For some kids, school is the only place they can get a fulfilling and nutritionally balanced hot meal.

Learn more about CKF’s Direct Certification Project at the webpage Questions about Direct Certification or how FoodShare relates to free lunch? CKF’s Direct Certification Specialists, Nikki and Helena, are happy to answer your questions. Please contact them at directcert@ckfwi.org.

New Special Enrollment Period for Former BadgerCare+ Members

Today, the Centers for Medicare and Medicaid Services announced a Special Enrollment Period for consumers who lost their BadgerCare+ coverage in April due to the Department of Health Services eligibility changes. This means those consumers have an opportunity to enroll in Marketplace coverage now, and do not have to wait until the next Open Enrollment period.  The Special Enrollment Period for those who lost their BadgerCare+ is available today, September 4th through November 2nd.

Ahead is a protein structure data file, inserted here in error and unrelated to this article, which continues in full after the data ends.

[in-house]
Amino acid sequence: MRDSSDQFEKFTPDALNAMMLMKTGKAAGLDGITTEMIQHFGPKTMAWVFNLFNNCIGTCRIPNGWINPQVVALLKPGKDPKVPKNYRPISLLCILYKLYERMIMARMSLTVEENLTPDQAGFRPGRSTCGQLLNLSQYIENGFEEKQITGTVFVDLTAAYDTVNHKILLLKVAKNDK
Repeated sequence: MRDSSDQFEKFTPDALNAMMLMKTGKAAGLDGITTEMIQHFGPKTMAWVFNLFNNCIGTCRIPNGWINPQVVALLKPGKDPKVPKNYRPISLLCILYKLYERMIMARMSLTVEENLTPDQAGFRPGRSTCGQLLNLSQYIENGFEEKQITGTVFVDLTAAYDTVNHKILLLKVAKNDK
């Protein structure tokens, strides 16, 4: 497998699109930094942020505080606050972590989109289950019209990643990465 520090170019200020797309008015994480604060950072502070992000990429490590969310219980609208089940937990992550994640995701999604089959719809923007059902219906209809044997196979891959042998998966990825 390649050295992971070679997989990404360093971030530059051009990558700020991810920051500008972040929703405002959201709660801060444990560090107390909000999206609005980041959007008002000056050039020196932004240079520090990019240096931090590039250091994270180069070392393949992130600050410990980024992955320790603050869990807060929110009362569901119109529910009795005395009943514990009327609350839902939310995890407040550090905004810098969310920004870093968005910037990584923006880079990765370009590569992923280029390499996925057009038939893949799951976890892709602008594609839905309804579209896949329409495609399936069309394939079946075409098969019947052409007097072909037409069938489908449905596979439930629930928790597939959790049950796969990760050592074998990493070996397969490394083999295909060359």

For applications made before the 15th of the month, coverage will begin on the first day of the month immediately following. For applications made after the 15th of the month, coverage will begin the next month. The next Open Enrollment period begins November 15th, 2014 with coverage starting no sooner than January 1, 2015.

An estimated 62,000 people throughout the state lost BadgerCare+ coverage in April, and approximately 60% of them did not re-enroll into Marketplace coverage, likely remaining uninsured and without access to compensated care.